Louise's daughter, Wanda Louise Mason, introduced in The Sensational She-Hulk #21 (Nov. 1990), briefly followed her mother's crime-fighter legacy, becoming the costumed Phantom Blonde two issues later,[12] in a story by writer Steve Gerber and penciler Buzz Dixon. She was later being considered a "potential recruit" for the US government's superhero-training program, the Initiative.[13]

Other versions[edit]

The Louise Mason version of Blonde Phantom appears as a recurring character in Marvel Adventures Spider-Man and its follow-up series, Spider-Man Marvel Adventures, both published as part of the young-readers Marvel Adventures imprint, taking place in a non-canonical alternate reality from mainstream Marvel continuity. Here, she is portrayed as a famed private detective who often works as a confidant to Spider-Man and his girlfriend Sophia "Chat" Sanduval.[14]

References[edit]

  1. ^ Official Handbook of the Marvel Universe A-Z vol. 1 #5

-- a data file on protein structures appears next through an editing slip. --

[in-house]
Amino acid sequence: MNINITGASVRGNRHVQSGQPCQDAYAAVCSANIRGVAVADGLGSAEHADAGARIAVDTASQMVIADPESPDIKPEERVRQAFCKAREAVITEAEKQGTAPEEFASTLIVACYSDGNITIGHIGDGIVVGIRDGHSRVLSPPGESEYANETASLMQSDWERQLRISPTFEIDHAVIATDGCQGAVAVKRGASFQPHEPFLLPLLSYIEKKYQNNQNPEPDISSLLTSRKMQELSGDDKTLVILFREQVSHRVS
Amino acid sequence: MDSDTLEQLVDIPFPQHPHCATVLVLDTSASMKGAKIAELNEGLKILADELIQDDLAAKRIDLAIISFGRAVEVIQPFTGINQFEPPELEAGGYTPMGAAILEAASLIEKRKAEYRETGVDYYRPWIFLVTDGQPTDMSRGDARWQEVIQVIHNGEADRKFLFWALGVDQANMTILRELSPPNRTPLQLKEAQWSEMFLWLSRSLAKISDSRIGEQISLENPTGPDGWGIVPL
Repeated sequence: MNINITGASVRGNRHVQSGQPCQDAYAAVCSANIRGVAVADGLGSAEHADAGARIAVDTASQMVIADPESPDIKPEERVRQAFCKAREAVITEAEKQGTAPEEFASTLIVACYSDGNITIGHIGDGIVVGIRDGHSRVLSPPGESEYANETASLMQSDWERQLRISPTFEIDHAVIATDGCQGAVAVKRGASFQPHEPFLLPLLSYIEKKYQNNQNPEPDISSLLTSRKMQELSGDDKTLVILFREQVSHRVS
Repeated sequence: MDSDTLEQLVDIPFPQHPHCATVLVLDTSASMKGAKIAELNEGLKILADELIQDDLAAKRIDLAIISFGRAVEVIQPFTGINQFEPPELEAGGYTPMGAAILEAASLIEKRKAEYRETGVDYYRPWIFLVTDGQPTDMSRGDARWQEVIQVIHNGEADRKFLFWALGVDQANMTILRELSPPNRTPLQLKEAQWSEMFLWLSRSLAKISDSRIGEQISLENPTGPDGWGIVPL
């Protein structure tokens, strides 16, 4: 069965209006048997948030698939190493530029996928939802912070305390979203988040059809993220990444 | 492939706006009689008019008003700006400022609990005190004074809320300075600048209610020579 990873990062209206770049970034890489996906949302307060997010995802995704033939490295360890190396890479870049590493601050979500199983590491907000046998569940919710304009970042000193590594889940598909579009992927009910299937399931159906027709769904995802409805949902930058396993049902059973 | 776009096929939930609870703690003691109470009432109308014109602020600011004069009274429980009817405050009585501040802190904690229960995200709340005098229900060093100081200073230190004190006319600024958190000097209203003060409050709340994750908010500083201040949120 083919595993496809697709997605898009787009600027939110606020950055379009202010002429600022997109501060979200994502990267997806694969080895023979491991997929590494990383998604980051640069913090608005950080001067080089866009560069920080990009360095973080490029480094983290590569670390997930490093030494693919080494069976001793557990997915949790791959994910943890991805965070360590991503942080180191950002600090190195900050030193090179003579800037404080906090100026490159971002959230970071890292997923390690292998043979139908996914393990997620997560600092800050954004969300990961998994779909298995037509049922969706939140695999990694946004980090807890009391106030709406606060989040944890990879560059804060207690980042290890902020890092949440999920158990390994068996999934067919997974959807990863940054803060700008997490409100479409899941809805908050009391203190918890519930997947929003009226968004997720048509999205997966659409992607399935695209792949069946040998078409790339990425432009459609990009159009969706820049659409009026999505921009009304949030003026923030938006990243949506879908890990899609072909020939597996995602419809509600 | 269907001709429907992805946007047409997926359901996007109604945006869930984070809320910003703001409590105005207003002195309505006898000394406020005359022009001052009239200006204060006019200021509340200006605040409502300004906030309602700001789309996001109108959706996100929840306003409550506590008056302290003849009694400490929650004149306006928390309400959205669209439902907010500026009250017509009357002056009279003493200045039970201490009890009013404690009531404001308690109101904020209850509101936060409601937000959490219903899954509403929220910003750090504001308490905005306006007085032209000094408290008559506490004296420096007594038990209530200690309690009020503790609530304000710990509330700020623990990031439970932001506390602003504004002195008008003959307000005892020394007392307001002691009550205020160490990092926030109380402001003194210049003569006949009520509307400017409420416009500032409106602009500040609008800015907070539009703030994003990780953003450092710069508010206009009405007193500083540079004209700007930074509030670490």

2. ^ Frankenhoff, Brent (2011). Comics Buyer's Guide Presents: 100 Sexiest Women in Comics. Krause Publications. p. 60. ISBN 1-4402-2988-0. 
  3. ^ Nolan, Michelle (August 2004). "The Super Women of Timely". CGC (newsletter) 3 (8). Archived from the original on July 16, 2011. 
  4. ^ The Blonde Phantom at Don Markstein's Toonopedia. Archived from the original on October 28, 2011.
  5. ^ a b c d Blonde Phantom (character) at the Grand Comics Database
  6. ^ The Blonde Phantom (I)" at Nevins, Jess, A Guide to Golden Age Marvel Characters. WebCitation archive of latter.
  7. ^ Millie the Model at An International Catalogue of Superheroes
  8. ^ The Sensational She-Hulk at the Grand Comics Database
  9. ^ All Select Comics 70th Anniversary Special at the Grand Comics Database
  10. ^ Avengers 1959 at the Grand Comics Database
  11. ^ All-Winners Squad at MarvelDirectory.com, reprinted from The Official Handbook Of The Marvel Universe: Teams 2005
  12. ^ Phantom Blonde at The Appendix to The Handbook of Marvel Universe
  13. ^ Civil War: Battle Damage Report (March 2007)
  14. ^ Marvel Adventures Spider-Man #58

External links[edit]